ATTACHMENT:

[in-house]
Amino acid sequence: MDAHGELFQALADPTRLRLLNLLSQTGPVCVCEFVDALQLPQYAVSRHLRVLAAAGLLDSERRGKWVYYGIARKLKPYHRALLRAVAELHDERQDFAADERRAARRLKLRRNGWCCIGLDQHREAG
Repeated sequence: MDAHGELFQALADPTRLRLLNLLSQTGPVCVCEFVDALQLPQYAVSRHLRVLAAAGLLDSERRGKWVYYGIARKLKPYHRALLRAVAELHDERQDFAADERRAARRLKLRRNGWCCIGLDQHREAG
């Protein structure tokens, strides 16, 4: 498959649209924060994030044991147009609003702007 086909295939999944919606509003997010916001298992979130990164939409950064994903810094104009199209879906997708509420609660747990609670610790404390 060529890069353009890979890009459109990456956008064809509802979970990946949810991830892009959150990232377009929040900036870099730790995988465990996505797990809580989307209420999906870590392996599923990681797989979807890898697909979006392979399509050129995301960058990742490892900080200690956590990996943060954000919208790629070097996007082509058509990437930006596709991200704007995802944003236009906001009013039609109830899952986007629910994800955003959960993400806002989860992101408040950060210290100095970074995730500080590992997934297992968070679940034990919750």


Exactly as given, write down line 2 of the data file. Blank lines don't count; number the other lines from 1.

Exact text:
Amino acid sequence: MDAHGELFQALADPTRLRLLNLLSQTGPVCVCEFVDALQLPQYAVSRHLRVLAAAGLLDSERRGKWVYYGIARKLKPYHRALLRAVAELHDERQDFAADERRAARRLKLRRNGWCCIGLDQHREAG